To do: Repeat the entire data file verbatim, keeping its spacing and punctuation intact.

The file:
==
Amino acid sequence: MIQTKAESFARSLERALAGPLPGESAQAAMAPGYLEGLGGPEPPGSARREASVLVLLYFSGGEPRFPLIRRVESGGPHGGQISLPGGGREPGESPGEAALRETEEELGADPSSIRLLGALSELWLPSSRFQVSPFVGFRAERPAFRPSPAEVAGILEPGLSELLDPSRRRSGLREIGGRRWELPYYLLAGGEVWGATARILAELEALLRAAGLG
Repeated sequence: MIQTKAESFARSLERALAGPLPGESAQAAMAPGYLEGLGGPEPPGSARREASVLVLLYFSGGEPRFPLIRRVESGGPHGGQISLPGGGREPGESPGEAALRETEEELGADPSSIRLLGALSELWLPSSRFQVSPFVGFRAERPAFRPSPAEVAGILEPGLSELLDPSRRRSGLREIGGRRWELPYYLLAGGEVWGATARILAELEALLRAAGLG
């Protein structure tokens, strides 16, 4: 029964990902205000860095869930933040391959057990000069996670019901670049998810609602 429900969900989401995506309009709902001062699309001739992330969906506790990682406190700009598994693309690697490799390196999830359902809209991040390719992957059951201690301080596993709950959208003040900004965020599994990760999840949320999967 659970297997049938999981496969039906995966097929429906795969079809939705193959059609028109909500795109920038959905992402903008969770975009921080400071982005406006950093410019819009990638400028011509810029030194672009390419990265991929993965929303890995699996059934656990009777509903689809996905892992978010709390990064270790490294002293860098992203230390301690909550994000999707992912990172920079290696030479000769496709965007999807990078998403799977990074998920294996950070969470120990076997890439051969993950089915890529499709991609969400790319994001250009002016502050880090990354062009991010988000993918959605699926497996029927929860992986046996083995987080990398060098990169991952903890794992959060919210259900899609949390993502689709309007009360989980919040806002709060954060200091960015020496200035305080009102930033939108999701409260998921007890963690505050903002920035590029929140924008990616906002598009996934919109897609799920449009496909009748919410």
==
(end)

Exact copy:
Amino acid sequence: MIQTKAESFARSLERALAGPLPGESAQAAMAPGYLEGLGGPEPPGSARREASVLVLLYFSGGEPRFPLIRRVESGGPHGGQISLPGGGREPGESPGEAALRETEEELGADPSSIRLLGALSELWLPSSRFQVSPFVGFRAERPAFRPSPAEVAGILEPGLSELLDPSRRRSGLREIGGRRWELPYYLLAGGEVWGATARILAELEALLRAAGLG
Repeated sequence: MIQTKAESFARSLERALAGPLPGESAQAAMAPGYLEGLGGPEPPGSARREASVLVLLYFSGGEPRFPLIRRVESGGPHGGQISLPGGGREPGESPGEAALRETEEELGADPSSIRLLGALSELWLPSSRFQVSPFVGFRAERPAFRPSPAEVAGILEPGLSELLDPSRRRSGLREIGGRRWELPYYLLAGGEVWGATARILAELEALLRAAGLG
């Protein structure tokens, strides 16, 4: 029964990902205000860095869930933040391959057990000069996670019901670049998810609602 429900969900989401995506309009709902001062699309001739992330969906506790990682406190700009598994693309690697490799390196999830359902809209991040390719992957059951201690301080596993709950959208003040900004965020599994990760999840949320999967 659970297997049938999981496969039906995966097929429906795969079809939705193959059609028109909500795109920038959905992402903008969770975009921080400071982005406006950093410019819009990638400028011509810029030194672009390419990265991929993965929303890995699996059934656990009777509903689809996905892992978010709390990064270790490294002293860098992203230390301690909550994000999707992912990172920079290696030479000769496709965007999807990078998403799977990074998920294996950070969470120990076997890439051969993950089915890529499709991609969400790319994001250009002016502050880090990354062009991010988000993918959605699926497996029927929860992986046996083995987080990398060098990169991952903890794992959060919210259900899609949390993502689709309007009360989980919040806002709060954060200091960015020496200035305080009102930033939108999701409260998921007890963690505050903002920035590029929140924008990616906002598009996934919109897609799920449009496909009748919410």